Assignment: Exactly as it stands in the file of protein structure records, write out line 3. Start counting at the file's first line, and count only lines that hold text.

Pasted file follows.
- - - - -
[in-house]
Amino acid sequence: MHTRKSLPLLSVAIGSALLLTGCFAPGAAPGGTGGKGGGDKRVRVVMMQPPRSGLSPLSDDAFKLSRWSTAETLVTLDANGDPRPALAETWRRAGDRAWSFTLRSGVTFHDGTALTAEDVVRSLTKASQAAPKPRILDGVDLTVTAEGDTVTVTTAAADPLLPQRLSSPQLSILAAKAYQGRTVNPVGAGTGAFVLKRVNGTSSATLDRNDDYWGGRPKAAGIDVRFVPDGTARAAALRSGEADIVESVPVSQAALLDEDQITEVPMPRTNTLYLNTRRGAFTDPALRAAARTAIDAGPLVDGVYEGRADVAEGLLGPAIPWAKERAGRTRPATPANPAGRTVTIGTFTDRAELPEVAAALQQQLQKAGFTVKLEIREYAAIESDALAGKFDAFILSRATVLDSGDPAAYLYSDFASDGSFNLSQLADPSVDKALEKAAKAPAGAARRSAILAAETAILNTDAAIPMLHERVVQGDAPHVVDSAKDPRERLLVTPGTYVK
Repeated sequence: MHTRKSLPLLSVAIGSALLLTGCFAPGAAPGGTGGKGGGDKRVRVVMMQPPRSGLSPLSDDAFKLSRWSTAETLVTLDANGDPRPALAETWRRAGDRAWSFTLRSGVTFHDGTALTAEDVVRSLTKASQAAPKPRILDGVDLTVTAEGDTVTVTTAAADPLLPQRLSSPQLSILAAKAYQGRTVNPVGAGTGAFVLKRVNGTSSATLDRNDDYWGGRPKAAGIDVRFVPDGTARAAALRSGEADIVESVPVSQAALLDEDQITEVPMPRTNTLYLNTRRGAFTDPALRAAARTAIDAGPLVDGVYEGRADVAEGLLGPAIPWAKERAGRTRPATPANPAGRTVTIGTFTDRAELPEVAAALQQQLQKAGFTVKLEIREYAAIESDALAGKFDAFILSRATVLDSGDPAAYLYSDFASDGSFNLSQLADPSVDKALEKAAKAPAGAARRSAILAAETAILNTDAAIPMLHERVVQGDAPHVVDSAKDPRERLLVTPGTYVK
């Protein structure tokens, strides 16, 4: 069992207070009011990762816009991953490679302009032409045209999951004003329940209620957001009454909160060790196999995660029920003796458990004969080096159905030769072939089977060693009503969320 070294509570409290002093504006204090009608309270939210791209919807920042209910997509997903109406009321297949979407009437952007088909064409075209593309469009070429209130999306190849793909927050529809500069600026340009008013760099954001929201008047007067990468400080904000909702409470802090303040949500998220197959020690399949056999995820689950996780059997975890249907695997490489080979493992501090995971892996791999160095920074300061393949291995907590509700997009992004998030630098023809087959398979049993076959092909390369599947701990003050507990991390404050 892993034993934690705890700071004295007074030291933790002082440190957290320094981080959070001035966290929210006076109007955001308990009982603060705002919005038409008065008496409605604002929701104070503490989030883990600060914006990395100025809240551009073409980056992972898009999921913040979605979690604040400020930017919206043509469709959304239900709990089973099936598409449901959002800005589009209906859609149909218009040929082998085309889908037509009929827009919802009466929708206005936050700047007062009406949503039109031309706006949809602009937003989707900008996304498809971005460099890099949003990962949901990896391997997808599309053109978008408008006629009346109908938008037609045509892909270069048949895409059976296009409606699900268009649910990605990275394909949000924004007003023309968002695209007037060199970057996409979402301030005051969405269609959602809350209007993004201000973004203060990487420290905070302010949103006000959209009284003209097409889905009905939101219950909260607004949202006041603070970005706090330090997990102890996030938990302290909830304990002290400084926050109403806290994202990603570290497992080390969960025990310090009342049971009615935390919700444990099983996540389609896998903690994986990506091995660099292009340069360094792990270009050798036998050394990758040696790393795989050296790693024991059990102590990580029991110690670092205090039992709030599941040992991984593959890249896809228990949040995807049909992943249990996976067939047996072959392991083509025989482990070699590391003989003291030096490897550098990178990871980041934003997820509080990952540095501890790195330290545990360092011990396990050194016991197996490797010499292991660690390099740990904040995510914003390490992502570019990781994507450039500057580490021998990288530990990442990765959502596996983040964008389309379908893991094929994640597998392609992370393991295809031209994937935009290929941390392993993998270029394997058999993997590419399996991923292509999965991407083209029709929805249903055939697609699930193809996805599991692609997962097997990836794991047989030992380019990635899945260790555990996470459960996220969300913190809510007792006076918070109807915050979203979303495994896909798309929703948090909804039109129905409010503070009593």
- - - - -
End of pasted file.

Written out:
Repeated sequence: MHTRKSLPLLSVAIGSALLLTGCFAPGAAPGGTGGKGGGDKRVRVVMMQPPRSGLSPLSDDAFKLSRWSTAETLVTLDANGDPRPALAETWRRAGDRAWSFTLRSGVTFHDGTALTAEDVVRSLTKASQAAPKPRILDGVDLTVTAEGDTVTVTTAAADPLLPQRLSSPQLSILAAKAYQGRTVNPVGAGTGAFVLKRVNGTSSATLDRNDDYWGGRPKAAGIDVRFVPDGTARAAALRSGEADIVESVPVSQAALLDEDQITEVPMPRTNTLYLNTRRGAFTDPALRAAARTAIDAGPLVDGVYEGRADVAEGLLGPAIPWAKERAGRTRPATPANPAGRTVTIGTFTDRAELPEVAAALQQQLQKAGFTVKLEIREYAAIESDALAGKFDAFILSRATVLDSGDPAAYLYSDFASDGSFNLSQLADPSVDKALEKAAKAPAGAARRSAILAAETAILNTDAAIPMLHERVVQGDAPHVVDSAKDPRERLLVTPGTYVK